Amazon API Gateway
Developer Guide

Use a Java SDK Generated by API Gateway

In this section, we outline the steps to use a Java SDK generated by API Gateway, by using the Simple Calculator API as an example. Before proceeding, you must complete the steps in Generate SDKs for an API Using the API Gateway Console.

To install and use a Java SDK generated by API Gateway

  1. Extract the contents of the API Gateway-generated .zip file that you downloaded earlier.

  2. Download and install Apache Maven (must be version 3.5 or later).

  3. Download and install the JDK (must be version 1.8 or later).

  4. Set the JAVA_HOME environment variable.

  5. Go to the unzipped SDK folder where the pom.xml file is located. This folder is generated-code by default. Run the mvn install command to install the compiled artifact files to your local Maven repository. This creates a target folder containing the compiled SDK library.

  6. Type the following command to create a client project stub to call the API using the installed SDK library.

    mvn -B archetype:generate \ -DarchetypeGroupdId=org.apache.maven.archetypes \ \ -DartifactId=SimpleCalc-sdkClient


    The separator \ in the preceding command is included for readability. The whole command should be on a single line without the separator.

    This command creates an application stub. The application stub contains a pom.xml file and an src folder under the project's root directory (SimpleCalc-sdkClient in the preceding command). Initially, there are two source files: src/main/java/{package-path}/ and src/test/java/{package-path}/ In this example, {package-path} is examples/aws/apig/simpleCalc/sdk/app. This package path is derived from the DarchetypeGroupdId value. You can use the file as a template for your client application, and you can add others in the same folder if needed. You can use the file as a unit test template for your application, and you can add other test code files to the same test folder as needed.

  7. Update the package dependencies in the generated pom.xml file to the following, substituting your project's groupId, artifactId, version, and name properties, if necessary:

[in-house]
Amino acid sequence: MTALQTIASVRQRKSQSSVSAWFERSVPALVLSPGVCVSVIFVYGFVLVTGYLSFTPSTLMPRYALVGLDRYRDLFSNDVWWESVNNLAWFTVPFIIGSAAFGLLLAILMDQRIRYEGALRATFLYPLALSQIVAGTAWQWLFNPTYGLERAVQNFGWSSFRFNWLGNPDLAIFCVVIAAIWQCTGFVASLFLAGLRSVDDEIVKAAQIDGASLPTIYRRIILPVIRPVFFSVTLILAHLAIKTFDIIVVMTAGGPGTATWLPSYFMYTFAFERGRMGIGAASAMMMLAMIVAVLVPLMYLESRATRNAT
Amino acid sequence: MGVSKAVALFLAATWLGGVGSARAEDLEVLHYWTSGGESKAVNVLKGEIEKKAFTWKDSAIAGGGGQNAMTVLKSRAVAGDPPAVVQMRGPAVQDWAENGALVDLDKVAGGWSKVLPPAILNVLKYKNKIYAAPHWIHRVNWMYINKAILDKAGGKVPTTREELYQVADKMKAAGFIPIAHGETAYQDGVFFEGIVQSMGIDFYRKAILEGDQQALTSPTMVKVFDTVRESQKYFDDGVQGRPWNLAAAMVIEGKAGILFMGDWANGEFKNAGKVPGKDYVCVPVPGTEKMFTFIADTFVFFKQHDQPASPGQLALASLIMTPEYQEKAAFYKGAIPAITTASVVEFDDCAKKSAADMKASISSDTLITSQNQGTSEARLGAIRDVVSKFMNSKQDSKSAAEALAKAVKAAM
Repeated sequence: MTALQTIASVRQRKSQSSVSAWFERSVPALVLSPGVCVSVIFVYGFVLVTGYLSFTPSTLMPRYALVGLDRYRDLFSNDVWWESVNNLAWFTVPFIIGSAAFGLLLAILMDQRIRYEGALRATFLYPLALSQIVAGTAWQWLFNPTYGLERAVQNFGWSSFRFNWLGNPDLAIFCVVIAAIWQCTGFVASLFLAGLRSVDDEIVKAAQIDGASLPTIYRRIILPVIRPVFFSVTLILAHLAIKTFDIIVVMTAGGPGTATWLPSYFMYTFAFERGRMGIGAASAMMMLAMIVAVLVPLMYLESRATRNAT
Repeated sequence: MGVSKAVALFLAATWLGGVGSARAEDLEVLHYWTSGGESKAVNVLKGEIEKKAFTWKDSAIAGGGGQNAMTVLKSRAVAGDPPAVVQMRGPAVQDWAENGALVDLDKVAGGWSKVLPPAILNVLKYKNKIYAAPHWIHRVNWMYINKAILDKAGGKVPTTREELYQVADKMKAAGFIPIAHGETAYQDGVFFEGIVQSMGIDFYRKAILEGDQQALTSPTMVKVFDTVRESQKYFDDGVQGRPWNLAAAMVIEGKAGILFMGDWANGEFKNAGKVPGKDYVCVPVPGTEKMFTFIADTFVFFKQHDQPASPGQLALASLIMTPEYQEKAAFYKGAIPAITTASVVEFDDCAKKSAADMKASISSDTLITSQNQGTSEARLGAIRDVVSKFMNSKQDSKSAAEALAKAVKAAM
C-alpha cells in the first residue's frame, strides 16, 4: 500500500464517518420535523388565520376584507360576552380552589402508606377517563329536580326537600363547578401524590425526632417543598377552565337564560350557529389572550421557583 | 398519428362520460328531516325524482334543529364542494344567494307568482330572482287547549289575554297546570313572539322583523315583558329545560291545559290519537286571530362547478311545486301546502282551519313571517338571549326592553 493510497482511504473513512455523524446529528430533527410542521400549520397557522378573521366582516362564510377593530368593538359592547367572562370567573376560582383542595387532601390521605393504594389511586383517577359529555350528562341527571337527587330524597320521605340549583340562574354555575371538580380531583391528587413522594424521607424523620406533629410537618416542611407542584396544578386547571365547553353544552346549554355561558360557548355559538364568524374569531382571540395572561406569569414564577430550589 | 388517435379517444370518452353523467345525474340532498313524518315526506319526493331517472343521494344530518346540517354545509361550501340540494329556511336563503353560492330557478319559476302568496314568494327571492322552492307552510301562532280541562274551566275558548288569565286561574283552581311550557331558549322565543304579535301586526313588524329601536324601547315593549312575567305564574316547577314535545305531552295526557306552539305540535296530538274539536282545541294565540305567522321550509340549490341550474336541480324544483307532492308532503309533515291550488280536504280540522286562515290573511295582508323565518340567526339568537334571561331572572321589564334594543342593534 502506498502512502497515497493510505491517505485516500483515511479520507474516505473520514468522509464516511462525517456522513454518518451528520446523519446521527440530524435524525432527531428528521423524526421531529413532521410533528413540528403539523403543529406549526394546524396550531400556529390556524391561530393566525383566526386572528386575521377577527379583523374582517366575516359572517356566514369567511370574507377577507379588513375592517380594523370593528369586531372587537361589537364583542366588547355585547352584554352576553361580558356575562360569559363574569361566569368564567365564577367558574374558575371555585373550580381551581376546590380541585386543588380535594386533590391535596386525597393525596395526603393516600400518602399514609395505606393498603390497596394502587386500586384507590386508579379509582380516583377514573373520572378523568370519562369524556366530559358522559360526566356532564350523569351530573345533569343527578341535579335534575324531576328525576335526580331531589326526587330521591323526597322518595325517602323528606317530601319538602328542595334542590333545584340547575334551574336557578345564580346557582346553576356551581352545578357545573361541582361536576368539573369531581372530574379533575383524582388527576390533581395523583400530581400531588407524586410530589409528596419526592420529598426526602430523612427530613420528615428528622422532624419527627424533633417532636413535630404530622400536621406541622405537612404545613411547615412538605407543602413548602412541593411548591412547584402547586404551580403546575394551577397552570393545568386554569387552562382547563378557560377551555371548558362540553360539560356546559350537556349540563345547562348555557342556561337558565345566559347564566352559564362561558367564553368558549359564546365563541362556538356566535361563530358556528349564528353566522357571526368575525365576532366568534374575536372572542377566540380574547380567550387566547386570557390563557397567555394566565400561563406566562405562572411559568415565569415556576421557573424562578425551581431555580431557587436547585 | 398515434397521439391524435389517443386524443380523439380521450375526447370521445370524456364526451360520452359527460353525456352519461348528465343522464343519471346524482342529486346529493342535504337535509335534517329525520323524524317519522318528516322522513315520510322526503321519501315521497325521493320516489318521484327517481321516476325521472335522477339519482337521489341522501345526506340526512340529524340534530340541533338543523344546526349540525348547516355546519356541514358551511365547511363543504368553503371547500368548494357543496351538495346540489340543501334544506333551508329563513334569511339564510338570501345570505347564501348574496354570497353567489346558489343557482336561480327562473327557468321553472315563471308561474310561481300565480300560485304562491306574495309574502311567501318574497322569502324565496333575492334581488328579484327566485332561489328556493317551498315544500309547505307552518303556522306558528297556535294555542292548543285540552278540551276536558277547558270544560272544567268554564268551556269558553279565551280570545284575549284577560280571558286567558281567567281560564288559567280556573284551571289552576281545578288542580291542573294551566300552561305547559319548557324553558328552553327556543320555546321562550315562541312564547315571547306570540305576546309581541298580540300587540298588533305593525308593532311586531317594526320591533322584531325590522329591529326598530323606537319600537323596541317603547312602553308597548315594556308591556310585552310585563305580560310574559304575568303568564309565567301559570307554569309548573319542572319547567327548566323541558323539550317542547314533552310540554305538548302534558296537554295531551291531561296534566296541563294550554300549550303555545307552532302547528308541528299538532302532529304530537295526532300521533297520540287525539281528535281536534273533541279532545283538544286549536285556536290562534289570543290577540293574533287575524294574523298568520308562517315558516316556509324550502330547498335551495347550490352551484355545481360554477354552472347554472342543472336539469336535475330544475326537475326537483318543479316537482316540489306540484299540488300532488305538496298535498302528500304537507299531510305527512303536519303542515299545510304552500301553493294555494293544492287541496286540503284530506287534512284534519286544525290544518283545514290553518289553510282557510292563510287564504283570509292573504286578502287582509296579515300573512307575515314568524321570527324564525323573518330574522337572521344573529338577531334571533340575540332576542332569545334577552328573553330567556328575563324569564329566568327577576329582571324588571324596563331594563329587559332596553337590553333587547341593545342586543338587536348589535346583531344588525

8. Next, we show how to call the API using the SDK by calling the getABOp(GetABOpRequest req), getApiRoot(GetApiRootRequest req), and postApiRoot(PostApiRootRequest req) methods of the SDK. These methods correspond to the GET /{a}/{b}/{op}, GET /?a={x}&b={y}&op={operator}, and POST / methods, with a payload of {"a": x, "b": y, "op": "operator"} API requests, respectively.

    Update the file as follows:

    package; import; import com.amazonaws.opensdk.config.ConnectionConfiguration; import com.amazonaws.opensdk.config.TimeoutConfiguration; import*; import*; import*; public class App { SimpleCalcSdk sdkClient; public App() { initSdk(); } // The configuration settings are for illustration purposes and may not be a recommended best practice. private void initSdk() { sdkClient = SimpleCalcSdk.builder() .connectionConfiguration( new ConnectionConfiguration() .maxConnections(100) .connectionMaxIdleMillis(1000)) .timeoutConfiguration( new TimeoutConfiguration() .httpRequestTimeout(3000) .totalExecutionTimeout(10000) .socketTimeout(2000)) .build(); } // Calling shutdown is not necessary unless you want to exert explicit control of this resource. public void shutdown() { sdkClient.shutdown(); } // GetABOpResult getABOp(GetABOpRequest getABOpRequest) public Output getResultWithPathParameters(String x, String y, String operator) { operator = operator.equals("+") ? "add" : operator; operator = operator.equals("/") ? "div" : operator; GetABOpResult abopResult = sdkClient.getABOp(new GetABOpRequest().a(x).b(y).op(operator)); return abopResult.getResult().getOutput(); } public Output getResultWithQueryParameters(String a, String b, String op) { GetApiRootResult rootResult = sdkClient.getApiRoot(new GetApiRootRequest().a(a).b(b).op(op)); return rootResult.getResult().getOutput(); } public Output geResultByPostInputBody(Double x, Double y, String o) { PostApiRootResult postResult = sdkClient.postApiRoot( new PostApiRootRequest().input(new Input().a(x).b(y).op(o))); return postResult.getResult().getOutput(); } public static void main( String[] args ) { System.out.println( "Simple calc" ); // to begin App calc = new App(); // call the SimpleCalc API Output res = calc.getResultWithPathParameters("1", "2", "-"); System.out.printf("GET /1/2/-: %s\n", res.getC()); // Use the type query parameter res = calc.getResultWithQueryParameters("1", "2", "+"); System.out.printf("GET /?a=1&b=2&op=+: %s\n", res.getC()); // Call POST with an Input body. res = calc.geResultByPostInputBody(1.0, 2.0, "*"); System.out.printf("PUT /\n\n{\"a\":1, \"b\":2,\"op\":\"*\"}\n %s\n", res.getC()); } }

    In the preceding example, the configuration settings used to instantiate the SDK client are for illustration purposes and are not necessarily recommended best practice. Also, calling sdkClient.shutdown() is optional, especially if you need precise control on when to free up resources.

We have shown the essential patterns to call an API using a Java SDK. You can extend the instructions to calling other API methods.